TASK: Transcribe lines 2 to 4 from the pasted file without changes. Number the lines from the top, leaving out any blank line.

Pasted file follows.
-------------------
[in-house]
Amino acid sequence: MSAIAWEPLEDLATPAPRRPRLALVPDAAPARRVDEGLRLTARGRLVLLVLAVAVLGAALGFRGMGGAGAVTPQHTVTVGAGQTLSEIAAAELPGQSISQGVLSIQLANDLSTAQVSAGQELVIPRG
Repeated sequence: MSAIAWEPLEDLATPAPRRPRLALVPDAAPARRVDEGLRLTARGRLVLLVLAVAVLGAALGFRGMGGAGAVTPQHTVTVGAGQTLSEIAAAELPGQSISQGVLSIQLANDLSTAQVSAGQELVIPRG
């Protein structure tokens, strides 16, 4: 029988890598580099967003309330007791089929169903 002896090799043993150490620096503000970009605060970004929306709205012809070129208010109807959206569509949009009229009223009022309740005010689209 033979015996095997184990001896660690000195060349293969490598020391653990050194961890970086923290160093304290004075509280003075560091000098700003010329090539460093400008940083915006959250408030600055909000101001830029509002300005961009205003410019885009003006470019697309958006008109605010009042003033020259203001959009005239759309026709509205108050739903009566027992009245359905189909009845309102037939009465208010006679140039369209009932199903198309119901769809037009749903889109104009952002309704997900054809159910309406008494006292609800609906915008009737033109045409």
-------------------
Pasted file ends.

Amino acid sequence: MSAIAWEPLEDLATPAPRRPRLALVPDAAPARRVDEGLRLTARGRLVLLVLAVAVLGAALGFRGMGGAGAVTPQHTVTVGAGQTLSEIAAAELPGQSISQGVLSIQLANDLSTAQVSAGQELVIPRG
Repeated sequence: MSAIAWEPLEDLATPAPRRPRLALVPDAAPARRVDEGLRLTARGRLVLLVLAVAVLGAALGFRGMGGAGAVTPQHTVTVGAGQTLSEIAAAELPGQSISQGVLSIQLANDLSTAQVSAGQELVIPRG
């Protein structure tokens, strides 16, 4: 029988890598580099967003309330007791089929169903 002896090799043993150490620096503000970009605060970004929306709205012809070129208010109807959206569509949009009229009223009022309740005010689209 033979015996095997184990001896660690000195060349293969490598020391653990050194961890970086923290160093304290004075509280003075560091000098700003010329090539460093400008940083915006959250408030600055909000101001830029509002300005961009205003410019885009003006470019697309958006008109605010009042003033020259203001959009005239759309026709509205108050739903009566027992009245359905189909009845309102037939009465208010006679140039369209009932199903198309119901769809037009749903889109104009952002309704997900054809159910309406008494006292609800609906915008009737033109045409």